Savage cuts – expected to affect one in three workers – are being drawn up by Burnley Council as it plans to sell off the bulk of its services to private companies.
In an effort to overcome a crippling shortfall in funding, some £3m. in the next two years, the council has drawn up unprecedented plans to put out the majority of its services to tender.
Entitled the Change Programme, the historic cuts would see the council save between £700,000 and £1.2m. a year.
It would include buildings such as the Contact Centre close with staff transferred to private companies.
Chief executive Steve Rumbelow told the Express soundings have been made throughout the summer to potential bidders to take on areas such as customer services, revenues and benefits, engineering and Environmental Health.
Companies that have already responded include BT, Liberata and Serco.
Mr Rumbelow admitted the long-term effect for borough councils such as Burnley would likely see them merge with other neighbouring authorities.
He said: “Burnley Council is facing the biggest cuts in Government funding ever.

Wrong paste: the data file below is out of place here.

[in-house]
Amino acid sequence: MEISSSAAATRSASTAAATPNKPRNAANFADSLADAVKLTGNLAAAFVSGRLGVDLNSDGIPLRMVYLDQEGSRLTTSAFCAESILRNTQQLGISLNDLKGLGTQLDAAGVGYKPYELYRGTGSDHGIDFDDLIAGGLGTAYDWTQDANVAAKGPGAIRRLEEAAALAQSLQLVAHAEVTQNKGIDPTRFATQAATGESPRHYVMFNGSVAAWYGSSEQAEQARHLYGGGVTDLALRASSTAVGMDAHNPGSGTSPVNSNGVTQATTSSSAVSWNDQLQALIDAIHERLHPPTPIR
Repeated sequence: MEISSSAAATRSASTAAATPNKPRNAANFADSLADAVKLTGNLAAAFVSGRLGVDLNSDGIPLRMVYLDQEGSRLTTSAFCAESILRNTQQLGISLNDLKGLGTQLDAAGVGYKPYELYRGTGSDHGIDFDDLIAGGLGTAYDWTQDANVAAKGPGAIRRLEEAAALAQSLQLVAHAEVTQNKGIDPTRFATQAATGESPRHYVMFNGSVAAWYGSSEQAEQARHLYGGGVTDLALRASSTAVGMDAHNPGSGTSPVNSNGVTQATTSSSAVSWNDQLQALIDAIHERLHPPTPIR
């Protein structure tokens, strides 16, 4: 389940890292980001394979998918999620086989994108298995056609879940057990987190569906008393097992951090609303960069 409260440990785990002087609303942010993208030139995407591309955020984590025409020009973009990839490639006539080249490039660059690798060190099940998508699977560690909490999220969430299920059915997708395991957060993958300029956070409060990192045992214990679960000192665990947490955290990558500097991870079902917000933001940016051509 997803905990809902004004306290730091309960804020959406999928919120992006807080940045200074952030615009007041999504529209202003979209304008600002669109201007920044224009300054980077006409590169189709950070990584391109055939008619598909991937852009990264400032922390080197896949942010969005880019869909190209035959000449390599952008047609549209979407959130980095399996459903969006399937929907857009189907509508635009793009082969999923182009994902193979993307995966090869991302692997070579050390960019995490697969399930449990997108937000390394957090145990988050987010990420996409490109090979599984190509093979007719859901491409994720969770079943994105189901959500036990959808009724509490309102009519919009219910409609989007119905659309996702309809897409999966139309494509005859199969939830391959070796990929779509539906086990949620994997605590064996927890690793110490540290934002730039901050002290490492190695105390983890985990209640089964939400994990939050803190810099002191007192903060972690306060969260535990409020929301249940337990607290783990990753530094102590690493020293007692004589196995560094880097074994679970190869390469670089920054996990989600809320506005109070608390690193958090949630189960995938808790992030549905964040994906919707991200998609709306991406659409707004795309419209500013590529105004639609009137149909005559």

“We have to find savings of £3m. over the next two years – that’s 19% of our budget. We feel Burnley has been disproportionately hit. I believe Burnley is a district council with city-sized challenges.
“Our staff were briefed in May when these proposals were first discussed, but we want to keep as many jobs local as possible.
“Change is often difficult but our staff have been through change every year for the last five years. They have become very resilient.
“I can foresee a time in the near future when neighbouring authorities will merge. We are certainly open to that. Local government reorganisation is inevitable.”
Mr Rumbelow said the council would still oversee the services and put in place strong performance measures to ensure the people of Burnley still get the best possible service.
But Burnley MP Gordon Birtwistle, a member of the Government which enacted the funding cuts, said Burnley Council should first look at other measures to save money.
He said: “I understand the council has to make these savings, but I think there are other ways.
“One would have thought further discussions with staff and senior management could have helped them achieve savings by becoming more efficient and less top heavy.
“There are still plenty of savings within the council that can be achieved without decimating services.”
Members of the Council’s Executive Committee are now being asked to agree that the programme moves to the next stage, which could see commissioning work carried out from November.
The council has promised residents will be consulted as commissioning work gets underway.